The next edition of eBay Watch once again defies the series name of these posts and looks not to eBay, which hasn’t offered any cool Michigan stuff lately (is that a function of the results on the field?), but instead to the Mastro Auctions site.

A brief search on auctions with the word ‘Michigan’ in the description yielded an absolute beauty:

1930 Michigan Schedule robot

I’ve used the phrase ‘one-of-a-kind’ to describe the items in eBay Watch before but I’m guessing that you’re looking at the lone walking wooden Michigan football schedule man in the universe. Just a guess.

For goodness sake, if someone knows anything about this item you must email me immediately. The auction title describes it as a “University of Michigan Unique 1930 Wooden Figural Football Schedule” which means Mastro’s got web auctioneers with mad writing skills. Here’s what else they offered up on this beauty:

With seats for 72,000 rabid spectators at “The Big House,” the University of Michigan was a football-crazed institution by 1930—and complied with the ardent support by issuing unique figural schedules like the offered keepsake. Crafted from sturdy wooden blocks assembled to form a hinged torso, legs, and feet, this marionette-like piece is attached to a lengthy wooden pole (to facilitate “walking”). On the front of the largest block, a helmet-wearing, ball-toting likeness is painted—complete with gold-colored “M” on the front of his “Michigan-blue” sweater. On the reverse, the Wolverines’ nine-game schedule is printed—with a grid (unmarked) at the far right to facilitate entry of final scores. Michigan, incidentally, went 8-0-1 that year, with a 0-0 tie against Michigan State being the lone outcome preventing a perfect season.

This thing is awesome. Unfortunately it’s one of those things that you’ll have to spend mucho hours/years explaining to your better half why you bought it (“Look at it. It’s walking!”). And honestly the novelty might wear off after a few seasons. Anyway, glad I found it.

I’m slowly becoming well versed in the Kipke-era, having published a few eBay Watch’s and an article in Brian Cook’s Hail to the Victors 2008 on the period. Here’s a sampling:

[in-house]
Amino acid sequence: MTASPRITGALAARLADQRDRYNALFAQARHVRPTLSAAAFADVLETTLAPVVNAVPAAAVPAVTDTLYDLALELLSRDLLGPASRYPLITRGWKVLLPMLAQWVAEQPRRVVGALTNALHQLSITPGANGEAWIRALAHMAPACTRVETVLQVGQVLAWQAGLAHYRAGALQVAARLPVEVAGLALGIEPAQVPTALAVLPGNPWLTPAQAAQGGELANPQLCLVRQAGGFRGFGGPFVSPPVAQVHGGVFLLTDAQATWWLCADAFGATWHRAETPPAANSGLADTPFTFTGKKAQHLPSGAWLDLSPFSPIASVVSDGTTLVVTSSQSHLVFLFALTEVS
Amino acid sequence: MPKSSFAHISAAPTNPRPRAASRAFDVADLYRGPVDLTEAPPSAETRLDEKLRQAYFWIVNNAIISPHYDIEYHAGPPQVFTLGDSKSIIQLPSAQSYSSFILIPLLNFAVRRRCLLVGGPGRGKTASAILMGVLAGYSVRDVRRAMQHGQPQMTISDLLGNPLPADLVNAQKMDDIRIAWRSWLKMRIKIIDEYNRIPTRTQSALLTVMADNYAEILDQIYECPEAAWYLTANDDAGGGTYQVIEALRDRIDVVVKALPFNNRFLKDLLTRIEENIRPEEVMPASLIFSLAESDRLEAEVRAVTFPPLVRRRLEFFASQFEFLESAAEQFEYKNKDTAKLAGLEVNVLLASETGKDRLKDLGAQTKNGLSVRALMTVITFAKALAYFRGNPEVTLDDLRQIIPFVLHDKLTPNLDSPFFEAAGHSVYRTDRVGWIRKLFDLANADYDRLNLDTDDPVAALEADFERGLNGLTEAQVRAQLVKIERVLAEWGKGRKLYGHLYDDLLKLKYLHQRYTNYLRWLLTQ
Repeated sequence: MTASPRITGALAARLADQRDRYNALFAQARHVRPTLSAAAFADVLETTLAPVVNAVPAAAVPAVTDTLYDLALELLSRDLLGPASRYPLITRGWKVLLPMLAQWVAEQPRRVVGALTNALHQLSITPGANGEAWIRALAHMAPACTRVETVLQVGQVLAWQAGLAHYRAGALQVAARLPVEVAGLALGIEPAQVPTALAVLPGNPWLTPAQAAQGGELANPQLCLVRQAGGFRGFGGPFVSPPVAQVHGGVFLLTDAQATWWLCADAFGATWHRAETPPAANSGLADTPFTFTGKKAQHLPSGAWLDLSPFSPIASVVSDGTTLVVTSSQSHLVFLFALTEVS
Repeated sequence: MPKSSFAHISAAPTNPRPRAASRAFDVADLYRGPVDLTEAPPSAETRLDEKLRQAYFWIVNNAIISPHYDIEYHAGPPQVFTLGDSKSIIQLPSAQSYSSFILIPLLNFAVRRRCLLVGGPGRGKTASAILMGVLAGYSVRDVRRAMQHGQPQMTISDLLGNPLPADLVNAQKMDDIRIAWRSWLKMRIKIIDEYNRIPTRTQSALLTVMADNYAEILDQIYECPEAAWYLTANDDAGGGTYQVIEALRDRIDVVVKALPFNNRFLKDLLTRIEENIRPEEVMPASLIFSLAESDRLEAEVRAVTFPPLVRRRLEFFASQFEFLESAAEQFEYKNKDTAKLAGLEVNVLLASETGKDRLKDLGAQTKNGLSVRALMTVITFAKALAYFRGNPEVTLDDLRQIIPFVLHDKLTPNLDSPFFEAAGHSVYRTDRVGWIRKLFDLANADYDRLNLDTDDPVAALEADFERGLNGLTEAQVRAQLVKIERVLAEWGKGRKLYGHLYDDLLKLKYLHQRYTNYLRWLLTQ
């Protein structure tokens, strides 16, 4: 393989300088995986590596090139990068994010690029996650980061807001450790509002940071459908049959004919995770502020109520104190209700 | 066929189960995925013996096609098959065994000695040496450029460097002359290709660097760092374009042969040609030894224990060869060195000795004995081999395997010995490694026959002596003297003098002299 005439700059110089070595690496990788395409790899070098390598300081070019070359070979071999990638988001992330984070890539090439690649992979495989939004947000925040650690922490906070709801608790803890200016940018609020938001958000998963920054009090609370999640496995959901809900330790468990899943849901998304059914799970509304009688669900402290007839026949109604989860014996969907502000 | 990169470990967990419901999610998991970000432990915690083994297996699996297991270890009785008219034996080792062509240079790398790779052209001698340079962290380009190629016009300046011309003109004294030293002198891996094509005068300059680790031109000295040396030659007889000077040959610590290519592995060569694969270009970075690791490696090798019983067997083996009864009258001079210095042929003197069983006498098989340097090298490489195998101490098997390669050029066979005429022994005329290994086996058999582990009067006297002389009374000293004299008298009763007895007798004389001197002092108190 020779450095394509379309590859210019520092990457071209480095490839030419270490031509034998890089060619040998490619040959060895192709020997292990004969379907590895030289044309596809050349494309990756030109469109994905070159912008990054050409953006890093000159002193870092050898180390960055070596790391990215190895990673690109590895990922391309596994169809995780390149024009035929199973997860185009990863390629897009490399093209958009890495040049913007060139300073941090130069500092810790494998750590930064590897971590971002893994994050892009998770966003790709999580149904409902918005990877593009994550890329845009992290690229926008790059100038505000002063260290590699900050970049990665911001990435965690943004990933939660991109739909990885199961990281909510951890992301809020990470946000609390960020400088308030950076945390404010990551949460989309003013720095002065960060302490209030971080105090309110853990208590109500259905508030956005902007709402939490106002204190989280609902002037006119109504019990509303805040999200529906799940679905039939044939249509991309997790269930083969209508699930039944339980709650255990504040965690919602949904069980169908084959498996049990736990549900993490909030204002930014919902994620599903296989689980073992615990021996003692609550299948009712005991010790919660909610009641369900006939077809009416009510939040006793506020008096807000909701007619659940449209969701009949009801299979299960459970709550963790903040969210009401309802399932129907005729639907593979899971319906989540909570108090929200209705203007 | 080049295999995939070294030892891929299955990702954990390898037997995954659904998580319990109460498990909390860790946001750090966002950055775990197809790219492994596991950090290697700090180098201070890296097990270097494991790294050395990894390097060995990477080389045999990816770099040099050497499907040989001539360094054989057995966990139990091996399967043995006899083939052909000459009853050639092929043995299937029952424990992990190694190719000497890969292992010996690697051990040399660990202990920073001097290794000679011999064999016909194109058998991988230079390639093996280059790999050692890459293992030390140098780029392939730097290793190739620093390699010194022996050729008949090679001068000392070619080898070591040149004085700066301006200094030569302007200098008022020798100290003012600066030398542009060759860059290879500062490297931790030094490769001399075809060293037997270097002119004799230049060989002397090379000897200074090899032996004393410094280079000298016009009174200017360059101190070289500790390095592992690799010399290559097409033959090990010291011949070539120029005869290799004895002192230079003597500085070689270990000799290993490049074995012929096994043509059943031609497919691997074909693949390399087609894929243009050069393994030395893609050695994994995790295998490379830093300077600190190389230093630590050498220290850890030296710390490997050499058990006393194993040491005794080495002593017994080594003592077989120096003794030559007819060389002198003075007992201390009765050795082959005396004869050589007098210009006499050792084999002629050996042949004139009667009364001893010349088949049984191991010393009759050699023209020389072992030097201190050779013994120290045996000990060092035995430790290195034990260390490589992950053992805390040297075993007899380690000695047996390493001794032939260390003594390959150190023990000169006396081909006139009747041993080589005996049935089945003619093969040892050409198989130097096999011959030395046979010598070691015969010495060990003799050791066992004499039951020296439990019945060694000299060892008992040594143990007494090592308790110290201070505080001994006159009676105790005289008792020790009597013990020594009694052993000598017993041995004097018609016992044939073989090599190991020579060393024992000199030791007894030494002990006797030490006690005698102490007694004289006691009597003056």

1930 Michigan Football Jersey
1933 and the Dickinson Formula
Norm Daniels’ 1931 Jersey
On the Meyer Morton Award
The Fall of 1934

Here’s my recap of the 1930 season from a previous post:

Coach Kipke’s Wolverines finished 8-0-1, the lone blemish a scoreless tie at home with Michigan State College. That tie cost the Wolverines consideration for the national title, settling for a share of the conference crown with Northwestern (final standings). And although this was a year before a certain future President arrived on campus, the squad featured some very famous names. The sons of both Fielding Yost and the legendary Willie Heston suited up for the Wolverines in 1930- two chips off the old block M.

The 1930 schedule also featured a double-header. Yes, two football games in one day–consider the tailgating logistics for that one! In an attempt to cover revenue shortfalls due to the Depression, Michigan actually played both Denison and Michigan Normal on September 27, 1930. Unfortunately only a few thousand fans bothered to watch this circus act as the Wolverines shut-out both squads to get off to a quick 2-0 start to the season.

We can assume this schedule bot was some sort of promotional item hatched by the students or the athletic department. As I mentioned in the excerpt above, times were hard for most and buying tickets to the football game wasn’t in the budget. The auction description starts with the line, “With seats for 72,000 rabid spectators at “The Big House,” the University of Michigan was a football-crazed institution by 1930″, but actually attendance never reached 72,000 in 1930. The largest crowd (68,459) watched Michigan defeat Ohio State on October 18, 1930, beyond that, crowds averaged around 30,000 that season.

The auction ends on October 27, bidding starts at $100. Full auction is here.


  1. How did a 0-0 tie with Michigan State College make UM conference co-champions in 1939? Michigan State wasn’t in the conference until, I believe, the early ’50s. In 1930, Chicago was still in the Western Conference, not MSC.

  2. hmbgoblue – Correct, should read that the tie cost the Wolverines a national title.

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